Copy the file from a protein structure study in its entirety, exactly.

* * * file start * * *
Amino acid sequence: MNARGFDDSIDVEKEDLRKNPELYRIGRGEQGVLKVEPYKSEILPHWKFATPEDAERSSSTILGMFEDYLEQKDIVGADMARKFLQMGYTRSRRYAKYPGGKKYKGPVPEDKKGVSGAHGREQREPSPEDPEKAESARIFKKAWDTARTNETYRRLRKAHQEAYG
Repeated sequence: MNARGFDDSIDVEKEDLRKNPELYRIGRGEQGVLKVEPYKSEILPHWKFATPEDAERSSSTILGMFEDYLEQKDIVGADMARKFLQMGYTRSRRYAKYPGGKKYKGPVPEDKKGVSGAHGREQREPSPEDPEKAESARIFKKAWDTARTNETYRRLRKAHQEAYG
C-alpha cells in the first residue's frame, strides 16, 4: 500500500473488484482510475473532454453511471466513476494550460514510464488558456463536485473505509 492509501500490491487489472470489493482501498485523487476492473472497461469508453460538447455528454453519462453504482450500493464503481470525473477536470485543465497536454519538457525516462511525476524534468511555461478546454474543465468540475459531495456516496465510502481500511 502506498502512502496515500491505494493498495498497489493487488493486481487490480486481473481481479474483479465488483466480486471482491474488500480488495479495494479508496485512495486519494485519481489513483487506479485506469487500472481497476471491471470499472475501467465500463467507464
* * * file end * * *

Amino acid sequence: MNARGFDDSIDVEKEDLRKNPELYRIGRGEQGVLKVEPYKSEILPHWKFATPEDAERSSSTILGMFEDYLEQKDIVGADMARKFLQMGYTRSRRYAKYPGGKKYKGPVPEDKKGVSGAHGREQREPSPEDPEKAESARIFKKAWDTARTNETYRRLRKAHQEAYG
Repeated sequence: MNARGFDDSIDVEKEDLRKNPELYRIGRGEQGVLKVEPYKSEILPHWKFATPEDAERSSSTILGMFEDYLEQKDIVGADMARKFLQMGYTRSRRYAKYPGGKKYKGPVPEDKKGVSGAHGREQREPSPEDPEKAESARIFKKAWDTARTNETYRRLRKAHQEAYG
C-alpha cells in the first residue's frame, strides 16, 4: 500500500473488484482510475473532454453511471466513476494550460514510464488558456463536485473505509 492509501500490491487489472470489493482501498485523487476492473472497461469508453460538447455528454453519462453504482450500493464503481470525473477536470485543465497536454519538457525516462511525476524534468511555461478546454474543465468540475459531495456516496465510502481500511 502506498502512502496515500491505494493498495498497489493487488493486481487490480486481473481481479474483479465488483466480486471482491474488500480488495479495494479508496485512495486519494485519481489513483487506479485506469487500472481497476471491471470499472475501467465500463467507464